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Kjartan Sveinsson

Kjartan Sveinsson is a composer, musician and performer. He first came to prominence as a member of Sigur Rós, the Icelandic band – sometimes characterized as ‘post-rock’ – of which he was a member from 1997 to 2012, releasing five studio albums, a film and several side projects, and selling several million records around the world.

Sveinsson played keyboards and guitar in Sigur Rós, as well as being responsible for the band’s frequent arrangements for strings, brass, choir and orchestra. In 2003 Sveinsson and the band – alongside Radiohead – composed music for the Merce Cunningham Dance Company’s production Split Sides, in which choreography, set design, costume changes and music were all decided on a random throw of dice. The band performed this live in New York, Paris and Seoul.

In 2008 he played his final show with Sigur Rós in the band’s hometown of Reykjavík, although he continued to write and record with the band until 2012’s Valtari album.

Since leaving Sigur Rós, Sveinsson has broadened his horizons to score movies and expansive collaborations with foremost Icelandic performance artist Ragnar Kjartansson, while also continuing to write his own new orchestral and choral works. With Kjartansson he has been closely involved in the creation of many new works that have been exhibited in galleries and major institutions internationally.

The pair’s first collaboration was 2011’s Take Me Here by the Dishwasher, for which Sveinsson wrote a troubadour-style song that was performed by a band of roving players in the gallery for six hours a day for seven weeks straight, while a film of Kjartansson mother and father acting in an 80’s soft-porn movie played on a huge screen.

The following year, 2012, he was a performer in multi-screen installation, The Visitors, in which nine musicians, sited in different rooms of Rokeby, a crumbling upstate New York mansion, separately contribute to a mesmerizing and repetitive soundtrack over the course of an hour. In 2013 he wrote another endurance piece for Kjartansson at the Venice Biennale. For four hours a day, six brass players toured the city’s canals in a ‘viking longboat’ drinking beer and playing Sveinsson’s composition for S.S. Hangover.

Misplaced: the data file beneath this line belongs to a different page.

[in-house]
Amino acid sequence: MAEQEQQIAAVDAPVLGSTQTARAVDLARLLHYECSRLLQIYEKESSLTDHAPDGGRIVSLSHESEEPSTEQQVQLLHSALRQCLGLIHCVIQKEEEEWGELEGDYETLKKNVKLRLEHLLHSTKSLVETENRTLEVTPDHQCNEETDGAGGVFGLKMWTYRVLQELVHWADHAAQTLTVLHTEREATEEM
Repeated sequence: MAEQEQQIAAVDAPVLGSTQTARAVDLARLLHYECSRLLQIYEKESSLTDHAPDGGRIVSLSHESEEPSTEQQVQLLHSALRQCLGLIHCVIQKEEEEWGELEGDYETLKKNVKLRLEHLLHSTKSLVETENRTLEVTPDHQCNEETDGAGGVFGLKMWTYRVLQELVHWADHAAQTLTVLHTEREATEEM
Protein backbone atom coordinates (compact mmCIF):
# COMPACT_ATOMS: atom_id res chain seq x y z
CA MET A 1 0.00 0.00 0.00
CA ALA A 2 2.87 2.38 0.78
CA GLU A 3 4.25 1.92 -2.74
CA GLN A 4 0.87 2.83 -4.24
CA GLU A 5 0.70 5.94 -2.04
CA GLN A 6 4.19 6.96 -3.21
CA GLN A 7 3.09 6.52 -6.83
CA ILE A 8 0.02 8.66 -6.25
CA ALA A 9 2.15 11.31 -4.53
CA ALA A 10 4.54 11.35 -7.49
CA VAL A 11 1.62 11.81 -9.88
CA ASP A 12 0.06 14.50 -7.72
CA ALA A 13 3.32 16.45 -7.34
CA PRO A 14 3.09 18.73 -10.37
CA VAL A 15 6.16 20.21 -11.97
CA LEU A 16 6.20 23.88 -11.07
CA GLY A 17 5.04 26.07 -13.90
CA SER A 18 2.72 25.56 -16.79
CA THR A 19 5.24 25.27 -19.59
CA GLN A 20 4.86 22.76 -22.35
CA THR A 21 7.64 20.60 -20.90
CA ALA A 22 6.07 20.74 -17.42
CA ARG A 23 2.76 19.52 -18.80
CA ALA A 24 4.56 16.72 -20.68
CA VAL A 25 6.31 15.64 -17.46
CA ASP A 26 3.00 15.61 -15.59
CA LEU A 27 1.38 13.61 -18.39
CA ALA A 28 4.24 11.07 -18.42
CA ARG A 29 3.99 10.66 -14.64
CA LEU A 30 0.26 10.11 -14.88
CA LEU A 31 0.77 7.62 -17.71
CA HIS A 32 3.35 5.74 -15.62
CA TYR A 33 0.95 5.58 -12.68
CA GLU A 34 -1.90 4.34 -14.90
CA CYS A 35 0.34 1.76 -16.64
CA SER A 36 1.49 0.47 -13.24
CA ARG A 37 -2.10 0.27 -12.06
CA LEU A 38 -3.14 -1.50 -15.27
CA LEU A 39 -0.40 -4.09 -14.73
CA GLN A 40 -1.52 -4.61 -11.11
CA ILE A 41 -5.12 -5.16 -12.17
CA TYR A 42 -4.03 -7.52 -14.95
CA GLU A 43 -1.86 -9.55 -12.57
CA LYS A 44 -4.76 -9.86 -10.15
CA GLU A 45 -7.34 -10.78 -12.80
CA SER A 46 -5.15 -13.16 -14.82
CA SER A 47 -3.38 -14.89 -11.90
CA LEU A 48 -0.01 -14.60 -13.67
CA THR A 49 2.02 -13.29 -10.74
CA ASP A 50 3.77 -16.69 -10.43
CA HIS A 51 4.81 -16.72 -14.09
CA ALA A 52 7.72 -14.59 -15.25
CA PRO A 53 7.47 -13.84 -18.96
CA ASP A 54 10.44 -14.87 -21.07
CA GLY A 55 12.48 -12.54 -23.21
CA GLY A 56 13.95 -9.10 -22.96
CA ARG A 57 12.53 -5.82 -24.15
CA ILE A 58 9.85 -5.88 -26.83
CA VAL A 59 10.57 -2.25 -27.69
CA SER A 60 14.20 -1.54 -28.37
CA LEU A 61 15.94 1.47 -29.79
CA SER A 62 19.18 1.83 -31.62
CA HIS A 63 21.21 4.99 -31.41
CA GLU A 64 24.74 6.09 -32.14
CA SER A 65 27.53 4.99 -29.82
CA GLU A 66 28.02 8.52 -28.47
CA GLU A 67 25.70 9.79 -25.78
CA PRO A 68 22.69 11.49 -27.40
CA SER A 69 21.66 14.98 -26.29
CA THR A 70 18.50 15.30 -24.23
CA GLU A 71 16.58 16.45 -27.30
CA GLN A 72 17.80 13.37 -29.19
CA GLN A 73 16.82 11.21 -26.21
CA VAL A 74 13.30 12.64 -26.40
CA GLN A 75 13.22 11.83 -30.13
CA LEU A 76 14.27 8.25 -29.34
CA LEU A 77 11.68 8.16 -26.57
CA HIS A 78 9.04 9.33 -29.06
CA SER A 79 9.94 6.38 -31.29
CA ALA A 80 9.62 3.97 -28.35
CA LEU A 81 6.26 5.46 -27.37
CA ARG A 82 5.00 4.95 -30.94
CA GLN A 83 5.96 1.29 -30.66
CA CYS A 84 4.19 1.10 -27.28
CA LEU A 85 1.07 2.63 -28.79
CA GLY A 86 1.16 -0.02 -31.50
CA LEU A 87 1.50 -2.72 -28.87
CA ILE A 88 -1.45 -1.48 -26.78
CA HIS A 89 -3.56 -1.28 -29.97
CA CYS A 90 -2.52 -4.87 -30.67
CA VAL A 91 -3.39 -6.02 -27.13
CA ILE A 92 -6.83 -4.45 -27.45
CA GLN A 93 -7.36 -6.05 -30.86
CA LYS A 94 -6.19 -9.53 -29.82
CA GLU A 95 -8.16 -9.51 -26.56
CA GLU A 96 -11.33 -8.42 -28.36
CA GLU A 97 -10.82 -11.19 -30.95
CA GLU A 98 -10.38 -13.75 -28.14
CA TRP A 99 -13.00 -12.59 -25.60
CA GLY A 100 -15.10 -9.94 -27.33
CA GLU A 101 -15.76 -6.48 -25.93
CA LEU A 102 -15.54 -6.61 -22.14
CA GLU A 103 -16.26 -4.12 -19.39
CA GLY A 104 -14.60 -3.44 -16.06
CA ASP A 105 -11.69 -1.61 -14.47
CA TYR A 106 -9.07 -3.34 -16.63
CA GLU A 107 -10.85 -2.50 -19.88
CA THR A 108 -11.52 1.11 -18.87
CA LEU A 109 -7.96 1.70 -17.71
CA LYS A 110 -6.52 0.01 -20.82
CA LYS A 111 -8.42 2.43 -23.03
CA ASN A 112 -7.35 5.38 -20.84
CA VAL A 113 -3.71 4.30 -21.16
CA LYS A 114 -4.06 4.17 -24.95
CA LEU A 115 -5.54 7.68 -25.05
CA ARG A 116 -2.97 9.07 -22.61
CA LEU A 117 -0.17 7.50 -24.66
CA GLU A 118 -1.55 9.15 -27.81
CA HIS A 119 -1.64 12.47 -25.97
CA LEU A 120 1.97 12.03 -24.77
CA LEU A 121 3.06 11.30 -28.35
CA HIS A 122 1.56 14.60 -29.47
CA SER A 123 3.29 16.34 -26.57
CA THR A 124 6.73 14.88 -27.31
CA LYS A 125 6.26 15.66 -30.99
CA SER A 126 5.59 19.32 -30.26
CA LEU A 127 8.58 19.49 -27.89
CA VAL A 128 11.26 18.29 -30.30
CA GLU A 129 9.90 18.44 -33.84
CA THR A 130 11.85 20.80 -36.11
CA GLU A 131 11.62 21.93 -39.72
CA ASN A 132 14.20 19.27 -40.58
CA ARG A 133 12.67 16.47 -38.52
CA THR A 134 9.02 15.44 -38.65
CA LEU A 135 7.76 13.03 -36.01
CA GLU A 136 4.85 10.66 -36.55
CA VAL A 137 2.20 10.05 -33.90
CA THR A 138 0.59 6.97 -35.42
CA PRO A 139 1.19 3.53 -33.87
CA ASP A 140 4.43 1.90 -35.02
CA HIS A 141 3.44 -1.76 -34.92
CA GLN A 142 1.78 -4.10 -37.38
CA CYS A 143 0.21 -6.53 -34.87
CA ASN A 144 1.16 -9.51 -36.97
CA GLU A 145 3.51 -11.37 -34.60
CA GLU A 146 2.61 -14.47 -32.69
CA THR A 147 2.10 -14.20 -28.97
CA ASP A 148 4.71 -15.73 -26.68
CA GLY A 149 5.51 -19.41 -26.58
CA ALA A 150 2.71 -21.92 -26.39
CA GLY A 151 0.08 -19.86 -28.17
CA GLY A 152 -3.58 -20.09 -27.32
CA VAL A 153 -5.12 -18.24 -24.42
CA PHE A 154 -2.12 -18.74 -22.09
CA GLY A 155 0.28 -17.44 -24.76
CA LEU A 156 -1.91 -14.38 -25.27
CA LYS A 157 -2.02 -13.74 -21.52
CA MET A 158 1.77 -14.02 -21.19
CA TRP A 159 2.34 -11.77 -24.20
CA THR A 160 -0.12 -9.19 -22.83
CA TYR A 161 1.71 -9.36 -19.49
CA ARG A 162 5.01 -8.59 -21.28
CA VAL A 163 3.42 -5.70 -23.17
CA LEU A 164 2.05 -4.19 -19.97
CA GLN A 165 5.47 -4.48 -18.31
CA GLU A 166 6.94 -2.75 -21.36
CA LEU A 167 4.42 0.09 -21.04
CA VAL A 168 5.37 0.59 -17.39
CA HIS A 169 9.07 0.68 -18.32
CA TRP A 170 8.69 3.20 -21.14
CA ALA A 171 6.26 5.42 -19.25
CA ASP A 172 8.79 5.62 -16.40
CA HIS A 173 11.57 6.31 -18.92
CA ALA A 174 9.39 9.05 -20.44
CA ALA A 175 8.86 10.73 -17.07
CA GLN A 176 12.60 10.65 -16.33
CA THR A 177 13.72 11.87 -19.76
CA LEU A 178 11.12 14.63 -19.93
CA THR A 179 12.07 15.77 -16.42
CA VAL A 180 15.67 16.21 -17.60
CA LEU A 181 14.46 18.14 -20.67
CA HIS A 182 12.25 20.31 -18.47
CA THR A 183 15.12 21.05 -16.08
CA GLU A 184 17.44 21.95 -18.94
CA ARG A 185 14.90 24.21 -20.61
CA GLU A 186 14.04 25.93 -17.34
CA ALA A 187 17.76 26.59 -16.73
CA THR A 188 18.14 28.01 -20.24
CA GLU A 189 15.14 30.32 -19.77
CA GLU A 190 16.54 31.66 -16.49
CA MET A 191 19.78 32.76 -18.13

Then in 2014 Sveinsson and Kjartansson collaborated on Der Klang Der Offenbarung Des Göttlichen, an opera in four movements for Berlin’s Volksbühne Theatre. Translated as “The Explosive Sonics of Divinity”, the piece combined Kjartansson’s theatrical set designs for an empty stage, with Sveinsson’s sweeping and romantic orchestral score. Der Klang is the first of Sveinsson’s post-Sigur Rós work to be released, with a double vinyl 10-inch scheduled for Oct 28 on Kjartansson’s Bel Air Glamour Records, thru Vinyl Factory.

Sveinsson has also extensively worked with Icelandic film director Runar Runarsson, scoring the Oscar-nominated The Last Farm, Volcano and Sparrows.

In terms of his own work, Credo was premiered at the Lincoln Center’s White Light festival in 2010, performed by the Latvian Choir and Wordless Music Orchestra at St Paul the Apostle church on New York’s Upper East Side. The same night also saw a performance of You Can Cage A Swallow, But You Can’t Swallow a Cage, which set the poetry of Anne Carson to a vocal arrangement for the Hilliard Ensemble.

Back in the still early days of Sigur Rós, in 2002, Sveinsson led the creation of the still unreleased 70-minute work Odin’s Raven Magic, in which a newly-recognised chapter of the Icelandic Edda* was set to an apocalyptic score for orchestra and choir. The work was performed several times in concert halls around Europe, including a production at London’s Barbican theatre, which featured the London Sinfonietta and Kjartan’s first collaboration with the Sixteen Choir (later to surface on the album Waltari)

Sveinsson lives and works in Reykjavík, where he continues to write music, produce other artists and own and operate Sigur Rós’s former Sundlaugin studio.

* The book of Icelandic Sagas

 

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